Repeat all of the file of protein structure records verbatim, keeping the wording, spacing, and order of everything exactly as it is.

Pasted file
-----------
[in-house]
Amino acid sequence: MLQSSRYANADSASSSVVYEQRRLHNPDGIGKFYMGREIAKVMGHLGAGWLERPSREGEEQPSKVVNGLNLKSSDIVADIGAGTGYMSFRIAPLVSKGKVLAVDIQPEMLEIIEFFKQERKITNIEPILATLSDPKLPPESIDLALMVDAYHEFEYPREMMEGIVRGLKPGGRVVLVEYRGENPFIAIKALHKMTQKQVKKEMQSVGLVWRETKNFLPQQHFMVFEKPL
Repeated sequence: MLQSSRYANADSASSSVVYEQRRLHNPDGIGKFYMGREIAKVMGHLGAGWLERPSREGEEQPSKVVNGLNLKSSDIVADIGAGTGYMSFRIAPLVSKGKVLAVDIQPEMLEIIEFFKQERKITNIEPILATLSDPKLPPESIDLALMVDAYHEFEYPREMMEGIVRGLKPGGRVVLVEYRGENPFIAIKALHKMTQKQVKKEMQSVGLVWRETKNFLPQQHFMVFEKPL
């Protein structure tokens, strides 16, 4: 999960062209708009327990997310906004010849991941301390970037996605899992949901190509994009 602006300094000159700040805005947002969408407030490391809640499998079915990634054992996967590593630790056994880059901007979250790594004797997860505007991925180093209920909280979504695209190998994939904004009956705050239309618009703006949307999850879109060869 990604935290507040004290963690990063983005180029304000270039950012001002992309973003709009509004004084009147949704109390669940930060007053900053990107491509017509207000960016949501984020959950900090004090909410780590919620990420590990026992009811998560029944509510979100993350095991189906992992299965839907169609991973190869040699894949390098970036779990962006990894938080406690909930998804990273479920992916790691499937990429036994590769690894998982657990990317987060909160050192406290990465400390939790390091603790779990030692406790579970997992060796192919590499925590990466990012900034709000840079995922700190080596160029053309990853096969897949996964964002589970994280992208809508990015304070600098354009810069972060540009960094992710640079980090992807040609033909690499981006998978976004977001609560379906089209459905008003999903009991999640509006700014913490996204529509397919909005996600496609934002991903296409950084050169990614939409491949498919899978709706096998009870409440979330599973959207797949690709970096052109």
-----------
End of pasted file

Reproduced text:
[in-house]
Amino acid sequence: MLQSSRYANADSASSSVVYEQRRLHNPDGIGKFYMGREIAKVMGHLGAGWLERPSREGEEQPSKVVNGLNLKSSDIVADIGAGTGYMSFRIAPLVSKGKVLAVDIQPEMLEIIEFFKQERKITNIEPILATLSDPKLPPESIDLALMVDAYHEFEYPREMMEGIVRGLKPGGRVVLVEYRGENPFIAIKALHKMTQKQVKKEMQSVGLVWRETKNFLPQQHFMVFEKPL
Repeated sequence: MLQSSRYANADSASSSVVYEQRRLHNPDGIGKFYMGREIAKVMGHLGAGWLERPSREGEEQPSKVVNGLNLKSSDIVADIGAGTGYMSFRIAPLVSKGKVLAVDIQPEMLEIIEFFKQERKITNIEPILATLSDPKLPPESIDLALMVDAYHEFEYPREMMEGIVRGLKPGGRVVLVEYRGENPFIAIKALHKMTQKQVKKEMQSVGLVWRETKNFLPQQHFMVFEKPL
């Protein structure tokens, strides 16, 4: 999960062209708009327990997310906004010849991941301390970037996605899992949901190509994009 602006300094000159700040805005947002969408407030490391809640499998079915990634054992996967590593630790056994880059901007979250790594004797997860505007991925180093209920909280979504695209190998994939904004009956705050239309618009703006949307999850879109060869 990604935290507040004290963690990063983005180029304000270039950012001002992309973003709009509004004084009147949704109390669940930060007053900053990107491509017509207000960016949501984020959950900090004090909410780590919620990420590990026992009811998560029944509510979100993350095991189906992992299965839907169609991973190869040699894949390098970036779990962006990894938080406690909930998804990273479920992916790691499937990429036994590769690894998982657990990317987060909160050192406290990465400390939790390091603790779990030692406790579970997992060796192919590499925590990466990012900034709000840079995922700190080596160029053309990853096969897949996964964002589970994280992208809508990015304070600098354009810069972060540009960094992710640079980090992807040609033909690499981006998978976004977001609560379906089209459905008003999903009991999640509006700014913490996204529509397919909005996600496609934002991903296409950084050169990614939409491949498919899978709706096998009870409440979330599973959207797949690709970096052109």